Sandro Rosell i Feliu (2010-2014)

Sandro Rosell i Feliu (2010-2014)

Sandro Rosell (6 March 1964) assumed the role of president of the Club after enjoying an overwhelming victory in the elections in 2010 where he secured a record level of support

Sandro Rosell assumed the role of president of the Club after enjoying an overwhelming victory in the elections on June 13, 2010, where he secured 35,021 votes (61.35%), a record level of support for a president elected by members democratically. The new president ran under the slogan ‘We are all Barça’ and with a campaign created after spending two years listening to members.

Sandro Rosell is the son of Jaume Rosell, who was general manager of Barça from 1975 to 1978 during the presidencies of Agustí Montal and Raimon Carrasco. Having been a Club member since October 4, 1970, Rosell has always been linked with Barça. In fact, when he was young, he was a ballboy at Camp Nou, and began playing football for the Penya Barcelonista de Collblanc and appeared for l'Hospitalet in the Spanish third tier, the Second Division B.

His first stint as a Club director began in 2003. That was when he joined Joan Laporta's candidacy for president in 2003 under the slogan 'Primer el Barça' (Barça First). As the sporting vice president, Rosell was instrumental in bringing Ronaldinho to the club, one of the keys to the social and sporting turnaround that the club enjoyed. On June 2, 2005, with Barça having won one La Liga title during his time there, Rosell stepped down from his role after a difference of opinion with the board.

In the 2010/11 season, now as president, Rosell put his project in motion. His administration had four main objectives: maintain the Club’s excellence in football which began in 2008; invest in youth football; implement austerity measures due to the Club’s delicate economic situation; and encourage social participation.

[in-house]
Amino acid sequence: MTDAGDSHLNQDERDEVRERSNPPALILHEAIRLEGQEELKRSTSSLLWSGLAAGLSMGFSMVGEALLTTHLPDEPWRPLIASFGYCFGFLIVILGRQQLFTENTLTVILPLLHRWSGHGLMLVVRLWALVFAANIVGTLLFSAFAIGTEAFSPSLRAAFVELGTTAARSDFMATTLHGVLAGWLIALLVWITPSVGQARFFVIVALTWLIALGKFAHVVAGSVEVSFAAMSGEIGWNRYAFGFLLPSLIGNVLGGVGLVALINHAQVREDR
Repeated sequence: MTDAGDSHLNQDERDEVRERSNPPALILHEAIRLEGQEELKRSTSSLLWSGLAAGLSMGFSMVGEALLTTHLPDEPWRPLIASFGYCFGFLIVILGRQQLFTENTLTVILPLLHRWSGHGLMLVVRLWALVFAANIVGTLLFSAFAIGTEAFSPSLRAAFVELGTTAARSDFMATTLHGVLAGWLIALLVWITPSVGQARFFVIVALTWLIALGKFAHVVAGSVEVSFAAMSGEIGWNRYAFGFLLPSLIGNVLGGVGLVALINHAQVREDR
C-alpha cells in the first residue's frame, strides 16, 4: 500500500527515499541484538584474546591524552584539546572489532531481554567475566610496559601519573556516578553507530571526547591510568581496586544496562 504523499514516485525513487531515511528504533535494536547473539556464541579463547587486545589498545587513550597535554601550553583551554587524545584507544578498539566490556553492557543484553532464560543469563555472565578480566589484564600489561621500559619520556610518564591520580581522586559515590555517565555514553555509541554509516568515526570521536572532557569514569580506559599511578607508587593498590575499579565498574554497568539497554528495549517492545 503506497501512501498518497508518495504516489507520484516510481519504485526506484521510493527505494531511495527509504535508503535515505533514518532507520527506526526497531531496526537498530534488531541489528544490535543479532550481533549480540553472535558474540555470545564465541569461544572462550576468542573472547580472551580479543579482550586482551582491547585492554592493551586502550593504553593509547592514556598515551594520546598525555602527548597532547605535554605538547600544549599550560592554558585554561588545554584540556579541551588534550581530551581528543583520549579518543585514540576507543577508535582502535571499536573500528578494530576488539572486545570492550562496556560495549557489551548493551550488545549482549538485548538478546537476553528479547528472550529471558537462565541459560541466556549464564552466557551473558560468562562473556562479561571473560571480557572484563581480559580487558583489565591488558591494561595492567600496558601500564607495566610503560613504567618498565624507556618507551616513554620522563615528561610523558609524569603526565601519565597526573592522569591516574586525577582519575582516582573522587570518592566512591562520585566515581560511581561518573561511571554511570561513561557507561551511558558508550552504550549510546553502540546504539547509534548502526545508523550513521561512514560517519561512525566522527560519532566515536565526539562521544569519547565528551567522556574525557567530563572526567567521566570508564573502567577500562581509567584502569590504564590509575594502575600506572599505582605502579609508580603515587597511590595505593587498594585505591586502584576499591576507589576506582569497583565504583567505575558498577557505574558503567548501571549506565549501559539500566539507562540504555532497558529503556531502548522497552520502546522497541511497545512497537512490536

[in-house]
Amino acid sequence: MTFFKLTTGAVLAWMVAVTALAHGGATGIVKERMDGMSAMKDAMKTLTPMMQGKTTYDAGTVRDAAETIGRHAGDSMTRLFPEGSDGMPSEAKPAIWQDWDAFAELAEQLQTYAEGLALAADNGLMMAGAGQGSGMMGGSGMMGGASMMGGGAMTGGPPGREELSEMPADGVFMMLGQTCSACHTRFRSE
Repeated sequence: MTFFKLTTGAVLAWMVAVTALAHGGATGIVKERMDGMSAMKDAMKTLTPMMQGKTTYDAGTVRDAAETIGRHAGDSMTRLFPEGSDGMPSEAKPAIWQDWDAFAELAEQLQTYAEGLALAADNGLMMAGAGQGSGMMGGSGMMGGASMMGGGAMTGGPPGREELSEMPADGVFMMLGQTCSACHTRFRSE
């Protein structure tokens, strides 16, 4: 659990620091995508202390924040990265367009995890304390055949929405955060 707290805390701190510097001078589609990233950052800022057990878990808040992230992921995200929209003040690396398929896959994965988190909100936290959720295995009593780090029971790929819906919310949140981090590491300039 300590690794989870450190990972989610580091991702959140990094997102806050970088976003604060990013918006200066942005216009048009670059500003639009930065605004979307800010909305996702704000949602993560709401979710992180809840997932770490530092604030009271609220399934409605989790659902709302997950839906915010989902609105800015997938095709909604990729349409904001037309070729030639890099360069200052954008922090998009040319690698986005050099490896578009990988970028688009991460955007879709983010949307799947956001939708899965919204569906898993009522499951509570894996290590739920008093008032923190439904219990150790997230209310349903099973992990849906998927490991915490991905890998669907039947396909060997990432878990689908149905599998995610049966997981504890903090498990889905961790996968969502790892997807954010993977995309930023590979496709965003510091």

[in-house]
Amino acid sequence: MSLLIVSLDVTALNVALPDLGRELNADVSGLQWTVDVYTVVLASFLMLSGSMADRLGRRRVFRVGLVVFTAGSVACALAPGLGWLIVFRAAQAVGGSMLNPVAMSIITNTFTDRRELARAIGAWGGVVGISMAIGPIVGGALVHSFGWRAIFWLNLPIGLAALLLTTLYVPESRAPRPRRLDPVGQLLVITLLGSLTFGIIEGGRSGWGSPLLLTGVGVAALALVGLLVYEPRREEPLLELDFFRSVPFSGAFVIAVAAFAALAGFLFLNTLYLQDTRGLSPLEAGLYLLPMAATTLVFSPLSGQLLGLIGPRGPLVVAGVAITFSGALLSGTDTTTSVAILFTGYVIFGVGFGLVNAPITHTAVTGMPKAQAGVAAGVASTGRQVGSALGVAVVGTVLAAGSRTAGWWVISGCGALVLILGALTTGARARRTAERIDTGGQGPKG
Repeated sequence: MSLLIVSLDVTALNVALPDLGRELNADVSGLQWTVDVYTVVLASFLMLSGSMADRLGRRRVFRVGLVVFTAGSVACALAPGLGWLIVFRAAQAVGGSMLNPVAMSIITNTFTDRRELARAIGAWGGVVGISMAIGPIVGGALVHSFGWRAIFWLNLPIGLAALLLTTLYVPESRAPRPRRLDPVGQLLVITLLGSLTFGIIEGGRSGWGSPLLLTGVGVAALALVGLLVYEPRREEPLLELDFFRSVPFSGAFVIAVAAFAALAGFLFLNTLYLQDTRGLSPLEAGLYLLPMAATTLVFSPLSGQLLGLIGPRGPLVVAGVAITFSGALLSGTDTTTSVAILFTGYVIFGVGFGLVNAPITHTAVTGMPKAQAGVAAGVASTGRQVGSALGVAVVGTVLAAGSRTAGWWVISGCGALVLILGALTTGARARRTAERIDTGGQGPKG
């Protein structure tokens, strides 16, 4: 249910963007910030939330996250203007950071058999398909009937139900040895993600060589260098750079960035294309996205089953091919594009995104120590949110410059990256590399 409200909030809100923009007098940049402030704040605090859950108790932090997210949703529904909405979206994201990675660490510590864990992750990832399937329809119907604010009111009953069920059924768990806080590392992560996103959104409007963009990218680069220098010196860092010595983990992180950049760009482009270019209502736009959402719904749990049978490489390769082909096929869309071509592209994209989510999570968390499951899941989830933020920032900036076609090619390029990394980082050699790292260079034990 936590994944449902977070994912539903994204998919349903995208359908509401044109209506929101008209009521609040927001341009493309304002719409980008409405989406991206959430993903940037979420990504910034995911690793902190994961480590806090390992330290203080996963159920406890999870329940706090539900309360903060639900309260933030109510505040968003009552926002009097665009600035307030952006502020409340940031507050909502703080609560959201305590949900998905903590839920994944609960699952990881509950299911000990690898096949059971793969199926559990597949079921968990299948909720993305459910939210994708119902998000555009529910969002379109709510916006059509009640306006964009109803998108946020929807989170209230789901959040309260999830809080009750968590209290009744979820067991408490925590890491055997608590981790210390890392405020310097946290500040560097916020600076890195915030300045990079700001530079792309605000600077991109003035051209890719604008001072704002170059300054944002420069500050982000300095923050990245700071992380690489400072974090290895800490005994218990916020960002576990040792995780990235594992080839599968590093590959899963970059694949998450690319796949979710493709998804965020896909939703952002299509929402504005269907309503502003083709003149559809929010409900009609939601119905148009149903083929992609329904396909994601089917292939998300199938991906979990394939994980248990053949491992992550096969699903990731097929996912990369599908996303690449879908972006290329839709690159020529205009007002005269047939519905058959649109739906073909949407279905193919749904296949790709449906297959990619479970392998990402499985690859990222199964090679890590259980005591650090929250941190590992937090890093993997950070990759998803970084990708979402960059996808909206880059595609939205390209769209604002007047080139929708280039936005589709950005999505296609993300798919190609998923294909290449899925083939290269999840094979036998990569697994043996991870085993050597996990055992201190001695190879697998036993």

Under his administration, FC Barcelona’s performance on the pitch and the court was spectacular. The Club won a total of 60 titles, 53 of which were won by professional teams (10 football titles, 10 basketball titles, 13 handball titles, 7 roller hockey titles and 13 futsal titles) and 7 titles won by the woman’s football team. Of these titles we must highlight the Club’s fourth Champions League title (2010/11) and the second Club World Cup title (2011/12). When it comes to the Club’s other professional teams, Barça won the handball European Cup (2010/11) and the UEFA Futsal Cup (2011/12).

In the 2011/12 season FC Barcelona conquered 19 titles in all sports, an all-time Club record. In addition, the football first team overcame the illnesses that afflicted Eric Abidal and Tito Vilanova.

The youth system also benefited from Rosell’s administration. On October 20 2011, the new Masia, Centro de Formació Oriol Tort, opened its doors on the grounds of the Ciutat Esportiva Joan Gamper, in nearby Sant Joan Despí. The Club invested a total of 24.5 million euros per season (starting in 2010) in the youth system, and in the 2013/14 season of the 25 first team footballers, 17 hailed from the youth system.